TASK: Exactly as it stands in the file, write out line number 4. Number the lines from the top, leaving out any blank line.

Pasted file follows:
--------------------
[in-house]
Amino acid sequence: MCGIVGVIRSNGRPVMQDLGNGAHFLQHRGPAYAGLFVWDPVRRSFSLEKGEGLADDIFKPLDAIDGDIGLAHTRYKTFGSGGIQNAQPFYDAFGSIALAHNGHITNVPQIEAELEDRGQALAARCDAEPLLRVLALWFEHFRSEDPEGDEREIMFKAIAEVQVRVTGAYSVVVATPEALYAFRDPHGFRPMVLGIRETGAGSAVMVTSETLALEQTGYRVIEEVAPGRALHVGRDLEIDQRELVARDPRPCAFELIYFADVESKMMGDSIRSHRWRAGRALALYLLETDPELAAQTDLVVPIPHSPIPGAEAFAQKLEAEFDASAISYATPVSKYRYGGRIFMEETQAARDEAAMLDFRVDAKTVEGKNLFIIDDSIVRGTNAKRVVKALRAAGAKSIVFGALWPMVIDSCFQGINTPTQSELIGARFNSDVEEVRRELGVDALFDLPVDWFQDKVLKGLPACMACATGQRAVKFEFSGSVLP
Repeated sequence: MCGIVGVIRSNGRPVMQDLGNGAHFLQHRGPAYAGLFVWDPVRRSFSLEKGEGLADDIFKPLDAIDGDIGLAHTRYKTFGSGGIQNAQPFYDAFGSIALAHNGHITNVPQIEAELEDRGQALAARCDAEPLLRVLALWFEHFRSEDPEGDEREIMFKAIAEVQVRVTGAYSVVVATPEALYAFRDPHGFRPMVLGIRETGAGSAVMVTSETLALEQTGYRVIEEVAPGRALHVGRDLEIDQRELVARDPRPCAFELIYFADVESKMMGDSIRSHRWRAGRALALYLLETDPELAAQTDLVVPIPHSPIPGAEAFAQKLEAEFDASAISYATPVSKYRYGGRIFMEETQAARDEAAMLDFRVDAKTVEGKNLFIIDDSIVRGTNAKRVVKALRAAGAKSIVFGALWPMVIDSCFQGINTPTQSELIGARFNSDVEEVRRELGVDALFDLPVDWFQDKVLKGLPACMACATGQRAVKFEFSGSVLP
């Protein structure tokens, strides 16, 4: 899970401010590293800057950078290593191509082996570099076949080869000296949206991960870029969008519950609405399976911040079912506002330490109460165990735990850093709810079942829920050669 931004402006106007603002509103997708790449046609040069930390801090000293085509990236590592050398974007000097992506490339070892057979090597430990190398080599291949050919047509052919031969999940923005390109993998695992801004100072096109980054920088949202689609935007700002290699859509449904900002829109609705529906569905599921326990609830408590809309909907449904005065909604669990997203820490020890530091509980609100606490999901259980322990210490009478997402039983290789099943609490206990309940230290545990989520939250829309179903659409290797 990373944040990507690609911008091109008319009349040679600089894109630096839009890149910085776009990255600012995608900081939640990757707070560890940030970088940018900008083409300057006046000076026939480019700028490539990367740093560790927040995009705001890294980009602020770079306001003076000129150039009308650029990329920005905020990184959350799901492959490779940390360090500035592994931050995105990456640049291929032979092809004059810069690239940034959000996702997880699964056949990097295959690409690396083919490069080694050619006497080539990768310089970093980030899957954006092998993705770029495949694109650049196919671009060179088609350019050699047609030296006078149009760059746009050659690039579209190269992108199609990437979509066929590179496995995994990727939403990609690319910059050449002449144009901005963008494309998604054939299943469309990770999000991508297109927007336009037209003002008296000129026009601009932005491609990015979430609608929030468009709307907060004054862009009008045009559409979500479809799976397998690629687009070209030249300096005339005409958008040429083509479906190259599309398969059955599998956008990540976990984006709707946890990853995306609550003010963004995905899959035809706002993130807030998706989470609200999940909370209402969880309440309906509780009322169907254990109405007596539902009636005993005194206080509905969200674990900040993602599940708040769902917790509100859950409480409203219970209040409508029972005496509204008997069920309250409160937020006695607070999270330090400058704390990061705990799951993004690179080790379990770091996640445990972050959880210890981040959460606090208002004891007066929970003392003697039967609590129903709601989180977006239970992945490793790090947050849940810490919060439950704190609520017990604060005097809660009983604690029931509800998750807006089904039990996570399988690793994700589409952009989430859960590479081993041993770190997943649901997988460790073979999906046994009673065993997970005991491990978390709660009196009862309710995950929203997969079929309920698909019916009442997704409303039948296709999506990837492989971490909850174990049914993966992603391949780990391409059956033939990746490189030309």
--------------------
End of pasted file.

């Protein structure tokens, strides 16, 4: 899970401010590293800057950078290593191509082996570099076949080869000296949206991960870029969008519950609405399976911040079912506002330490109460165990735990850093709810079942829920050669 931004402006106007603002509103997708790449046609040069930390801090000293085509990236590592050398974007000097992506490339070892057979090597430990190398080599291949050919047509052919031969999940923005390109993998695992801004100072096109980054920088949202689609935007700002290699859509449904900002829109609705529906569905599921326990609830408590809309909907449904005065909604669990997203820490020890530091509980609100606490999901259980322990210490009478997402039983290789099943609490206990309940230290545990989520939250829309179903659409290797 990373944040990507690609911008091109008319009349040679600089894109630096839009890149910085776009990255600012995608900081939640990757707070560890940030970088940018900008083409300057006046000076026939480019700028490539990367740093560790927040995009705001890294980009602020770079306001003076000129150039009308650029990329920005905020990184959350799901492959490779940390360090500035592994931050995105990456640049291929032979092809004059810069690239940034959000996702997880699964056949990097295959690409690396083919490069080694050619006497080539990768310089970093980030899957954006092998993705770029495949694109650049196919671009060179088609350019050699047609030296006078149009760059746009050659690039579209190269992108199609990437979509066929590179496995995994990727939403990609690319910059050449002449144009901005963008494309998604054939299943469309990770999000991508297109927007336009037209003002008296000129026009601009932005491609990015979430609608929030468009709307907060004054862009009008045009559409979500479809799976397998690629687009070209030249300096005339005409958008040429083509479906190259599309398969059955599998956008990540976990984006709707946890990853995306609550003010963004995905899959035809706002993130807030998706989470609200999940909370209402969880309440309906509780009322169907254990109405007596539902009636005993005194206080509905969200674990900040993602599940708040769902917790509100859950409480409203219970209040409508029972005496509204008997069920309250409160937020006695607070999270330090400058704390990061705990799951993004690179080790379990770091996640445990972050959880210890981040959460606090208002004891007066929970003392003697039967609590129903709601989180977006239970992945490793790090947050849940810490919060439950704190609520017990604060005097809660009983604690029931509800998750807006089904039990996570399988690793994700589409952009989430859960590479081993041993770190997943649901997988460790073979999906046994009673065993997970005991491990978390709660009196009862309710995950929203997969079929309920698909019916009442997704409303039948296709999506990837492989971490909850174990049914993966992603391949780990391409059956033939990746490189030309």